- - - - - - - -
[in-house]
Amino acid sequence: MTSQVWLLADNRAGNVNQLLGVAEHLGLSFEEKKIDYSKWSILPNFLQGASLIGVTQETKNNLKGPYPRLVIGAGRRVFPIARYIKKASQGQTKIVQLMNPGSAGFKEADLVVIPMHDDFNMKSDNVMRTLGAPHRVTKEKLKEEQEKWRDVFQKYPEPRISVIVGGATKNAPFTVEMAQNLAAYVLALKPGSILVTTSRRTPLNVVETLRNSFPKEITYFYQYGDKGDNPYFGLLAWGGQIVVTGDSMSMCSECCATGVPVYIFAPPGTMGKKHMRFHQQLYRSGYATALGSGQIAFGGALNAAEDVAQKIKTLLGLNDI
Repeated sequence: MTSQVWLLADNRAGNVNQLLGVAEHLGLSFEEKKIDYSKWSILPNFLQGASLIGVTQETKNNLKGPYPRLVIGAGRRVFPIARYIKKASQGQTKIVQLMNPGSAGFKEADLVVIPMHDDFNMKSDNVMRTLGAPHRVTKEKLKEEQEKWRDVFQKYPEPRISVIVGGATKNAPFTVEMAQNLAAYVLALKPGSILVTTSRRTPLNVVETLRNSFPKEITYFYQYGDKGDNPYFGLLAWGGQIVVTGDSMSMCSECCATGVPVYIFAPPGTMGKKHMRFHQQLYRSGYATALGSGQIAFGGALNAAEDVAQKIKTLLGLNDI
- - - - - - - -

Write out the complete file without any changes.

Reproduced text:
[in-house]
Amino acid sequence: MTSQVWLLADNRAGNVNQLLGVAEHLGLSFEEKKIDYSKWSILPNFLQGASLIGVTQETKNNLKGPYPRLVIGAGRRVFPIARYIKKASQGQTKIVQLMNPGSAGFKEADLVVIPMHDDFNMKSDNVMRTLGAPHRVTKEKLKEEQEKWRDVFQKYPEPRISVIVGGATKNAPFTVEMAQNLAAYVLALKPGSILVTTSRRTPLNVVETLRNSFPKEITYFYQYGDKGDNPYFGLLAWGGQIVVTGDSMSMCSECCATGVPVYIFAPPGTMGKKHMRFHQQLYRSGYATALGSGQIAFGGALNAAEDVAQKIKTLLGLNDI
Repeated sequence: MTSQVWLLADNRAGNVNQLLGVAEHLGLSFEEKKIDYSKWSILPNFLQGASLIGVTQETKNNLKGPYPRLVIGAGRRVFPIARYIKKASQGQTKIVQLMNPGSAGFKEADLVVIPMHDDFNMKSDNVMRTLGAPHRVTKEKLKEEQEKWRDVFQKYPEPRISVIVGGATKNAPFTVEMAQNLAAYVLALKPGSILVTTSRRTPLNVVETLRNSFPKEITYFYQYGDKGDNPYFGLLAWGGQIVVTGDSMSMCSECCATGVPVYIFAPPGTMGKKHMRFHQQLYRSGYATALGSGQIAFGGALNAAEDVAQKIKTLLGLNDI